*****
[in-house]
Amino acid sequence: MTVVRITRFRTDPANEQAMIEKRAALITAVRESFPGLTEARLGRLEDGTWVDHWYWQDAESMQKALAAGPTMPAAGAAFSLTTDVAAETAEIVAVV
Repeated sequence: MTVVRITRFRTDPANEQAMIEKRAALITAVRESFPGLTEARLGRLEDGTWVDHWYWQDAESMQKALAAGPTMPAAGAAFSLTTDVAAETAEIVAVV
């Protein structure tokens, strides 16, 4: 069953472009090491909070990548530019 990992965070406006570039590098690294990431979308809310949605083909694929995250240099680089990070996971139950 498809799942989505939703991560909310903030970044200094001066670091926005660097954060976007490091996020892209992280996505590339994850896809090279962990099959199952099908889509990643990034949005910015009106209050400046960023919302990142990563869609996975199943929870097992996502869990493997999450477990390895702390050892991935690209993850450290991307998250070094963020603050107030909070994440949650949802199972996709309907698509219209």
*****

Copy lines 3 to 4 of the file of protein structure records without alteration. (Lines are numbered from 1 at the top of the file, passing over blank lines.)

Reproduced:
Repeated sequence: MTVVRITRFRTDPANEQAMIEKRAALITAVRESFPGLTEARLGRLEDGTWVDHWYWQDAESMQKALAAGPTMPAAGAAFSLTTDVAAETAEIVAVV
């Protein structure tokens, strides 16, 4: 069953472009090491909070990548530019 990992965070406006570039590098690294990431979308809310949605083909694929995250240099680089990070996971139950 498809799942989505939703991560909310903030970044200094001066670091926005660097954060976007490091996020892209992280996505590339994850896809090279962990099959199952099908889509990643990034949005910015009106209050400046960023919302990142990563869609996975199943929870097992996502869990493997999450477990390895702390050892991935690209993850450290991307998250070094963020603050107030909070994440949650949802199972996709309907698509219209």